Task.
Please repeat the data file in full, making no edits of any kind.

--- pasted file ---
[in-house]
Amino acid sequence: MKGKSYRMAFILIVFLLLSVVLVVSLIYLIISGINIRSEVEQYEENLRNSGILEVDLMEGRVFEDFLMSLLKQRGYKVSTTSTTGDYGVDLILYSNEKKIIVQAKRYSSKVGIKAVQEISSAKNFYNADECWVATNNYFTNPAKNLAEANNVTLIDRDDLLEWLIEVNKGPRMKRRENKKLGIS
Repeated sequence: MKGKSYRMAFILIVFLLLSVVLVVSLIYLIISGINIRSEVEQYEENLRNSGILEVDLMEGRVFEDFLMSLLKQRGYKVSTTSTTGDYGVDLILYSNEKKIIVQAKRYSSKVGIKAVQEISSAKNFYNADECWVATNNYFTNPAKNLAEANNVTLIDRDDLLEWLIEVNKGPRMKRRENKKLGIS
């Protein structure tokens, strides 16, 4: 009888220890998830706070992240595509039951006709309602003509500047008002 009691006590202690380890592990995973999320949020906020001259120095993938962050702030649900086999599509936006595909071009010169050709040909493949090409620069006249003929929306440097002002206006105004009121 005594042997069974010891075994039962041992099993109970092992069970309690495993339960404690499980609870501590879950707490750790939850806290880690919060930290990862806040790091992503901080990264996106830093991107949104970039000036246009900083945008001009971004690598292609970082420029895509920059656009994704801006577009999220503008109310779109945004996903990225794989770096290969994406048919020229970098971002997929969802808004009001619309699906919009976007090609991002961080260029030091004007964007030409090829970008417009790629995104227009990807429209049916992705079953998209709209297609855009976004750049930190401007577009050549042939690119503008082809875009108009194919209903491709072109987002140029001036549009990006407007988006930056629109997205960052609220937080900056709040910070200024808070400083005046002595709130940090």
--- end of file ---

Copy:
[in-house]
Amino acid sequence: MKGKSYRMAFILIVFLLLSVVLVVSLIYLIISGINIRSEVEQYEENLRNSGILEVDLMEGRVFEDFLMSLLKQRGYKVSTTSTTGDYGVDLILYSNEKKIIVQAKRYSSKVGIKAVQEISSAKNFYNADECWVATNNYFTNPAKNLAEANNVTLIDRDDLLEWLIEVNKGPRMKRRENKKLGIS
Repeated sequence: MKGKSYRMAFILIVFLLLSVVLVVSLIYLIISGINIRSEVEQYEENLRNSGILEVDLMEGRVFEDFLMSLLKQRGYKVSTTSTTGDYGVDLILYSNEKKIIVQAKRYSSKVGIKAVQEISSAKNFYNADECWVATNNYFTNPAKNLAEANNVTLIDRDDLLEWLIEVNKGPRMKRRENKKLGIS
């Protein structure tokens, strides 16, 4: 009888220890998830706070992240595509039951006709309602003509500047008002 009691006590202690380890592990995973999320949020906020001259120095993938962050702030649900086999599509936006595909071009010169050709040909493949090409620069006249003929929306440097002002206006105004009121 005594042997069974010891075994039962041992099993109970092992069970309690495993339960404690499980609870501590879950707490750790939850806290880690919060930290990862806040790091992503901080990264996106830093991107949104970039000036246009900083945008001009971004690598292609970082420029895509920059656009994704801006577009999220503008109310779109945004996903990225794989770096290969994406048919020229970098971002997929969802808004009001619309699906919009976007090609991002961080260029030091004007964007030409090829970008417009790629995104227009990807429209049916992705079953998209709209297609855009976004750049930190401007577009050549042939690119503008082809875009108009194919209903491709072109987002140029001036549009990006407007988006930056629109997205960052609220937080900056709040910070200024808070400083005046002595709130940090």